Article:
Copyright

The Holocaust: Antisemitism and Genocide in Nazi Germany

Lesson Transcript
Instructor
Alexandra Lutz

Alexandra has taught students at every age level from pre-school through adult. She has a BSEd in English Education.

Expert Contributor
Lesley Chapel

Lesley has taught American and World History at the university level for the past seven years. She has a Master's degree in History.

The Holocaust was the persecution and mass murder of as many as 11 million people by Adolf Hitler and the Nazis between 1933 and 1945. Learn about the people they targeted, the progression of events leading up to the Final Solution and the end of the genocide in this lesson. Updated: 08/03/2021

Targets of the Holocaust

The term Holocaust typically refers to the persecution and mass murder of as many as 11 million people by the Nazis, or German fascists, between 1933 and 1945. Though history cannot hold just one person responsible for all of the atrocities carried out, the Holocaust corresponds with the political rise of one man: Adolf Hitler. He became Chancellor of Germany on January 30, 1933. By the middle of the next year, he was dictator with the title of Fuhrer.

Hitler had started cleansing, what he called, ''the master race'' almost as soon as he took office. In addition to the nearly six million Jews he targeted, there were more than five million non-Jewish victims as well. The Nazi regime tried to eliminate anyone who might pose a political threat, including communists, journalists and various Christians who opposed Hitler, those they believed would dilute the Aryan gene pool, such as Romani people, Jews, Black people, individuals with disabilities, incarcerated people, and others who were perceived by the Nazi government as a drain on the economy, in addition to groups they just didn't like, such as LGBTQ people.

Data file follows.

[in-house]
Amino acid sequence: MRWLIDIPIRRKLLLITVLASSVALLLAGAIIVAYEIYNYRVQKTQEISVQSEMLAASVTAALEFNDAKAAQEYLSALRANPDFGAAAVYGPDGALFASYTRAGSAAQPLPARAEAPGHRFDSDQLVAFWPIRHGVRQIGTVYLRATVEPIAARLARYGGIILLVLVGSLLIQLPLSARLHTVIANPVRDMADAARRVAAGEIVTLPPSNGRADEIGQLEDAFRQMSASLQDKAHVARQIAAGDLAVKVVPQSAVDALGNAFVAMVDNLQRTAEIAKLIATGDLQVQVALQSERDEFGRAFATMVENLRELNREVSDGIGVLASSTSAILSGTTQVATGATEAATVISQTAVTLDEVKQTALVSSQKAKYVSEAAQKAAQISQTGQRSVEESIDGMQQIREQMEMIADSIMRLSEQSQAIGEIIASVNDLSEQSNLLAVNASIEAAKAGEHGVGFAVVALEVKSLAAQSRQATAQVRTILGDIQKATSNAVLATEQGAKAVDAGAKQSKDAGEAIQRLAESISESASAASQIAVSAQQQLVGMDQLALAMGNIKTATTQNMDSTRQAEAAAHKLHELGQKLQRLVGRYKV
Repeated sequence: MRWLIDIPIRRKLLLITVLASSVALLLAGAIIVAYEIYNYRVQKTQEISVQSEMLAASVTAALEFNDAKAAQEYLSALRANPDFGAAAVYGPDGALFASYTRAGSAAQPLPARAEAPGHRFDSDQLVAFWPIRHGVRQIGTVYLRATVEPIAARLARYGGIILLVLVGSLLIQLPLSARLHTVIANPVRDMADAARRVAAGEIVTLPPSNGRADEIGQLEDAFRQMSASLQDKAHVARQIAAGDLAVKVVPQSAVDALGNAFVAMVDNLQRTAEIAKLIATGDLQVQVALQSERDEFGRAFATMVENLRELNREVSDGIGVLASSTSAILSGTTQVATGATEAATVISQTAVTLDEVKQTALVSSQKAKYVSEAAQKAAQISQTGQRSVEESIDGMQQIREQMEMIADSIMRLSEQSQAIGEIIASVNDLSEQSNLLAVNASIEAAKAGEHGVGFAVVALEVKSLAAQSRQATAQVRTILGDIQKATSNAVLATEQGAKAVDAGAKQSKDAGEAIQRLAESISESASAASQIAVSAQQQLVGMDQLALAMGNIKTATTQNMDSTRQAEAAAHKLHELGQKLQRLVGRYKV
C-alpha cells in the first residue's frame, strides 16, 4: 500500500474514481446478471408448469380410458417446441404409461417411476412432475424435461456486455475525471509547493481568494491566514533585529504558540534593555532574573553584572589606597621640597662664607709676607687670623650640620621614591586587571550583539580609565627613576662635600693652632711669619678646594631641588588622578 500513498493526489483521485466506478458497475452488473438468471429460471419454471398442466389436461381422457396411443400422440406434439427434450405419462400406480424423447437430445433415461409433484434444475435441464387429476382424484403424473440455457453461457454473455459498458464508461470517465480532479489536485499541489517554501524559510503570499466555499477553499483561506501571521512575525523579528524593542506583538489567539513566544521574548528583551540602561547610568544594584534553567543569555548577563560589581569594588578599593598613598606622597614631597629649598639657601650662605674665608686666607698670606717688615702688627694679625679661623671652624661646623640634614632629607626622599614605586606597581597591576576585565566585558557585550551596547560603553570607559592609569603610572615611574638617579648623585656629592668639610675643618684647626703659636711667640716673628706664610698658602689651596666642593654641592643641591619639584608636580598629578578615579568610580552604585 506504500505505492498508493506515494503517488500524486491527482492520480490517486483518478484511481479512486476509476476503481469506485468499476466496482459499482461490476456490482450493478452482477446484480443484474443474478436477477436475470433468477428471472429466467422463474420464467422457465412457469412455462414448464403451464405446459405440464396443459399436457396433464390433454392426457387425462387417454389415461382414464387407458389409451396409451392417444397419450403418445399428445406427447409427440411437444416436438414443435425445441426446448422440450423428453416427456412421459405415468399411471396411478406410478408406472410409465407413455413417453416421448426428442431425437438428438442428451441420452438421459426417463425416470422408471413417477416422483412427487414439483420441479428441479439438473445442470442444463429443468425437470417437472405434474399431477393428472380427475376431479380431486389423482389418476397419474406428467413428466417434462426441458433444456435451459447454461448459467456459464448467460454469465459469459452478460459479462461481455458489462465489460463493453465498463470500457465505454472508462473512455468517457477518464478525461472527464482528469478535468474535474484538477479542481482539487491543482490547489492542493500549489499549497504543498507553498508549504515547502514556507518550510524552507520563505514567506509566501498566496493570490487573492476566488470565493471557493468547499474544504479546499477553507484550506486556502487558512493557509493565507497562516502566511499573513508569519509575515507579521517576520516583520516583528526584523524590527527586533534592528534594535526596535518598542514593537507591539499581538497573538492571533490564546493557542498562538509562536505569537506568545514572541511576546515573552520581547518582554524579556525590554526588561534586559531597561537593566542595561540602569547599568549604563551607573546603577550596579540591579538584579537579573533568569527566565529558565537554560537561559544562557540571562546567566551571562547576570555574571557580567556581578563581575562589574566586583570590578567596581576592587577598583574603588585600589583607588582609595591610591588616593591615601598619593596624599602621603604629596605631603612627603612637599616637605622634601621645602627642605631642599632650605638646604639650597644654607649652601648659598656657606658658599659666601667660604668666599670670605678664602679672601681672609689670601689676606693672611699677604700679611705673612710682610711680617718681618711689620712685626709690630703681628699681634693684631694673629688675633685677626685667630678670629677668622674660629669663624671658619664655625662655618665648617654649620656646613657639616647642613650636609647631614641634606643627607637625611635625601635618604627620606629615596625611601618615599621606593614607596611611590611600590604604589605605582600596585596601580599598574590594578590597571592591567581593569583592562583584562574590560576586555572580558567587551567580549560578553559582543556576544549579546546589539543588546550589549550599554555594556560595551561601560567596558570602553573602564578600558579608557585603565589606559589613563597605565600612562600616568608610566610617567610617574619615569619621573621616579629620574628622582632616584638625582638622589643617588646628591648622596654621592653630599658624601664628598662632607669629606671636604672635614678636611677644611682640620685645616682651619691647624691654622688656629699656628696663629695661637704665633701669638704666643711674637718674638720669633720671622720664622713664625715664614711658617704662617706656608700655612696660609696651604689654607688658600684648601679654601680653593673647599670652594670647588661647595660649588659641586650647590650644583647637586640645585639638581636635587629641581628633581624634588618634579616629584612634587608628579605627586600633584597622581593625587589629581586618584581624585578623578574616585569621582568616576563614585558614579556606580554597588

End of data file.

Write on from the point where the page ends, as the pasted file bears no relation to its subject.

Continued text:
Depending on the offense, people might find themselves subject to heavy labor, forced abortions and sterilization. They were very likely to have their assets stolen and then be imprisoned in a concentration camp anywhere in the Third German Empire, or Third Reich, where they were often executed or worked to death. The exact number of camps varies, depending on the definition, but there were dozens of main camps, many with sub-units, serving different functions. Current estimates total about 20,000 camps.

An error occurred trying to load this video.

Try refreshing the page, or contact customer support.

Coming up next: The Pacific Ocean Theater of WWII: Japan vs. The Allies

You're on a roll. Keep up the good work!

Take Quiz Watch Next Lesson
 Replay
Your next lesson will play in 10 seconds
  • 0:06 Targets of the Holocaust
  • 1:57 Anti-Semitism in Nazi Germany
  • 3:40 Nazi Persecution…
  • 4:45 Auschwitz and Other…
  • 7:35 The End of the Holocaust
  • 8:38 Lesson Summary
Save Save Save

Want to watch this again later?

Log in or sign up to add this lesson to a Custom Course.

Log in or Sign up

Timeline
Autoplay
Autoplay
Speed Speed

Antisemitism in Nazi Germany

Since at least the end of WWI, Hitler had specifically blamed Jews for his nation's problems. Antisemitism wasn't a new phenomenon in Europe, but the Nazis ramped up the prejudice to a murderous level. First, Jews were identified by voluntary registration, other research, like census and immigration records and synagogue membership, and through informants who were paid bounties. Then, beginning in 1933, a series of increasingly strict laws stripped away Jewish rights, including land ownership. They were barred from many professions like law, medicine, journalism and the military. By 1935, they had lost their citizenship, and even more personal, business and property restrictions and regulations were enacted in the coming years.